Send to

Choose Destination

A study of dental implants in medically treated hypothyroid patients.

Author information

Faculty of Dentistry, University of Toronto, Ontario, Canada.



The purpose of this study was to investigate the success outcomes of implants and prosthodontic treatment placed in patients with a previous history of hypothyroidism that was being controlled with medications.


Twenty-seven female patients with a medically confirmed history of primary hypothyroid disease who were on replacement medications at the time of implant surgery were selected as the study group. They were matched with 29 control patients by age, gender, location (jaw and zone) of implants, type of prosthesis, and dental status of the opposing arch. Additional factors studied were medical history, medications, smoking habits, and bone quality and quantity.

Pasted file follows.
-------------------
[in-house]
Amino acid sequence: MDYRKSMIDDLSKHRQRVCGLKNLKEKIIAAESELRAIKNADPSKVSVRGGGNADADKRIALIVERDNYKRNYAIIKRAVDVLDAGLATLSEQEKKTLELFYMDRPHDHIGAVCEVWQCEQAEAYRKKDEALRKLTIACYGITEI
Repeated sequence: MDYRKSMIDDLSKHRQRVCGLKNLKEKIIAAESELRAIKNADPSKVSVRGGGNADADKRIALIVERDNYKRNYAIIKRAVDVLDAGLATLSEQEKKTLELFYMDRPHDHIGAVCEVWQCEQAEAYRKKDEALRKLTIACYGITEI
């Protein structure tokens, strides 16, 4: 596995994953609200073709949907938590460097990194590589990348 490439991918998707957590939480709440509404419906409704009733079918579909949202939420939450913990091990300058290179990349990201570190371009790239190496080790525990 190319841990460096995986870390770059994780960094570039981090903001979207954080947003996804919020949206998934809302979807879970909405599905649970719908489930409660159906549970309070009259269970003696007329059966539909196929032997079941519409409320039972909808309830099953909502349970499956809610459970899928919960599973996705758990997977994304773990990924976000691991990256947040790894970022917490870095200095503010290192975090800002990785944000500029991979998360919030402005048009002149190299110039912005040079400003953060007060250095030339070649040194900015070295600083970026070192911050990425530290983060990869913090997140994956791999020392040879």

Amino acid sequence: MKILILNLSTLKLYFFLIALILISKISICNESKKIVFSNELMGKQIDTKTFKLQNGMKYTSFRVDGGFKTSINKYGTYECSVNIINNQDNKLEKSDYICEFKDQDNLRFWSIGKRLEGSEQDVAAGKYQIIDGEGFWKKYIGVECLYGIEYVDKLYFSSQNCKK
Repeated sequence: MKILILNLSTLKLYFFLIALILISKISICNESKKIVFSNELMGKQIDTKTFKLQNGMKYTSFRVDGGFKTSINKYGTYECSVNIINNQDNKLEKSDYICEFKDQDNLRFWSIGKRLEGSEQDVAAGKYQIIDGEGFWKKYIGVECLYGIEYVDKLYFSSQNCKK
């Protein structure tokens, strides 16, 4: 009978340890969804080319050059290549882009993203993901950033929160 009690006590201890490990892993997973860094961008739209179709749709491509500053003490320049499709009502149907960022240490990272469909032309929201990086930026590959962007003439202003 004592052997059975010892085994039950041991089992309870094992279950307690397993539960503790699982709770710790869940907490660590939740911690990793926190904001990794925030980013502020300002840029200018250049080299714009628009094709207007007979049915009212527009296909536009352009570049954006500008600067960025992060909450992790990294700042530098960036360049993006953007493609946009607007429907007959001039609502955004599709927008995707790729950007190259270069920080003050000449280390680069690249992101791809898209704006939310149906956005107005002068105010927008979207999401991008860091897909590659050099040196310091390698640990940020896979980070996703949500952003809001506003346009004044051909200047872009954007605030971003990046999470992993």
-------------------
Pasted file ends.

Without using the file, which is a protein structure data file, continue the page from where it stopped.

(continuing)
There was no statistical difference in the number of implant failures between the two groups (p = .781). The hypothyroid patients had more soft tissue complications (p = .018) following stage 1 surgery. More bone loss around implants in the hypothyroid patients was recorded after year 1 of loading when compared with loss in their matched controls (p = .017).


This study suggests that medically controlled hypothyroid female patients treated with dental implants are not at higher risk of implant failure when compared with matched controls, and that a history of controlled hypothyroidism does not appear to be a contraindication for implant therapy with endosseous implants.

[Indexed for MEDLINE]

Supplemental Content

Full text links

Icon for Wiley
Loading ...
Support Center